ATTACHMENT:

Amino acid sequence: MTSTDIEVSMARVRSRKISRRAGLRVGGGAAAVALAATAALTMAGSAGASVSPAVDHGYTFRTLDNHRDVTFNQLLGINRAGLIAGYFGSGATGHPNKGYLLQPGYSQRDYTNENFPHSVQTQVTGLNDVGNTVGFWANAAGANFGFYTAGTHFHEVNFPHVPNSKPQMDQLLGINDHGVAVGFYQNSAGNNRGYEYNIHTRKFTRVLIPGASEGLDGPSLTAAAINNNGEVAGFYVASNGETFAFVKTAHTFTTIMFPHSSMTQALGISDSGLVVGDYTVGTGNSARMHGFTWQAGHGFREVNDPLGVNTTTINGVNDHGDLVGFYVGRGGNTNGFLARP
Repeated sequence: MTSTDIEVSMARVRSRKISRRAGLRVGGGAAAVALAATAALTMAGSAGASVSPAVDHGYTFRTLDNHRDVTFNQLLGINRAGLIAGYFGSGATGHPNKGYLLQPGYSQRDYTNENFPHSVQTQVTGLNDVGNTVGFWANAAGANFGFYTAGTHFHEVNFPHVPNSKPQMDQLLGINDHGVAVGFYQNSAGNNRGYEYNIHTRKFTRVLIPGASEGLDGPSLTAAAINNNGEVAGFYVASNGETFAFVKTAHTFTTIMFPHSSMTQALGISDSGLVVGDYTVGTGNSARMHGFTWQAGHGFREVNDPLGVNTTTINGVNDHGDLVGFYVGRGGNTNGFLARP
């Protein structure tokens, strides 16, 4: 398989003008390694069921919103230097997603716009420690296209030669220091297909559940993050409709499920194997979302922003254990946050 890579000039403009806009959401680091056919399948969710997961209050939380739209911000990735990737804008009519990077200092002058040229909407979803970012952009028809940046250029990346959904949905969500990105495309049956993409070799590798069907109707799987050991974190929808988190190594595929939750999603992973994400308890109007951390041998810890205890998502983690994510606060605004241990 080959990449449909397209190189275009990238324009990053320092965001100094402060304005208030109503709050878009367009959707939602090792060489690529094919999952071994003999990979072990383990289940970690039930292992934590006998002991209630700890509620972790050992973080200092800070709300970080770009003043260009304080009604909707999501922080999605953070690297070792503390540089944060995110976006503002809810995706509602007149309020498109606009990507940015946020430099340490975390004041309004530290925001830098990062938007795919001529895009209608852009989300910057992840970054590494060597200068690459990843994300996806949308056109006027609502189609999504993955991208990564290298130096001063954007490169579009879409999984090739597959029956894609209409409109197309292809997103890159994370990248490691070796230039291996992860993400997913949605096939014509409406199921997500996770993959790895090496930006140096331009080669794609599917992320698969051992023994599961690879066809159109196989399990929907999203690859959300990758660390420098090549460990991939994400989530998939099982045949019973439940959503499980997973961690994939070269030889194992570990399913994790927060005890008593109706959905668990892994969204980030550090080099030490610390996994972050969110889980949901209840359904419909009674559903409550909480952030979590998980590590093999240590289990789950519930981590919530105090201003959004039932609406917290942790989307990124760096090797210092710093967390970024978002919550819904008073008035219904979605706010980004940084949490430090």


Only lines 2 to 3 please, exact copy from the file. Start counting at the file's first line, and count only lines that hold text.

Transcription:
Repeated sequence: MTSTDIEVSMARVRSRKISRRAGLRVGGGAAAVALAATAALTMAGSAGASVSPAVDHGYTFRTLDNHRDVTFNQLLGINRAGLIAGYFGSGATGHPNKGYLLQPGYSQRDYTNENFPHSVQTQVTGLNDVGNTVGFWANAAGANFGFYTAGTHFHEVNFPHVPNSKPQMDQLLGINDHGVAVGFYQNSAGNNRGYEYNIHTRKFTRVLIPGASEGLDGPSLTAAAINNNGEVAGFYVASNGETFAFVKTAHTFTTIMFPHSSMTQALGISDSGLVVGDYTVGTGNSARMHGFTWQAGHGFREVNDPLGVNTTTINGVNDHGDLVGFYVGRGGNTNGFLARP
């Protein structure tokens, strides 16, 4: 398989003008390694069921919103230097997603716009420690296209030669220091297909559940993050409709499920194997979302922003254990946050 890579000039403009806009959401680091056919399948969710997961209050939380739209911000990735990737804008009519990077200092002058040229909407979803970012952009028809940046250029990346959904949905969500990105495309049956993409070799590798069907109707799987050991974190929808988190190594595929939750999603992973994400308890109007951390041998810890205890998502983690994510606060605004241990 080959990449449909397209190189275009990238324009990053320092965001100094402060304005208030109503709050878009367009959707939602090792060489690529094919999952071994003999990979072990383990289940970690039930292992934590006998002991209630700890509620972790050992973080200092800070709300970080770009003043260009304080009604909707999501922080999605953070690297070792503390540089944060995110976006503002809810995706509602007149309020498109606009990507940015946020430099340490975390004041309004530290925001830098990062938007795919001529895009209608852009989300910057992840970054590494060597200068690459990843994300996806949308056109006027609502189609999504993955991208990564290298130096001063954007490169579009879409999984090739597959029956894609209409409109197309292809997103890159994370990248490691070796230039291996992860993400997913949605096939014509409406199921997500996770993959790895090496930006140096331009080669794609599917992320698969051992023994599961690879066809159109196989399990929907999203690859959300990758660390420098090549460990991939994400989530998939099982045949019973439940959503499980997973961690994939070269030889194992570990399913994790927060005890008593109706959905668990892994969204980030550090080099030490610390996994972050969110889980949901209840359904419909009674559903409550909480952030979590998980590590093999240590289990789950519930981590919530105090201003959004039932609406917290942790989307990124760096090797210092710093967390970024978002919550819904008073008035219904979605706010980004940084949490430090």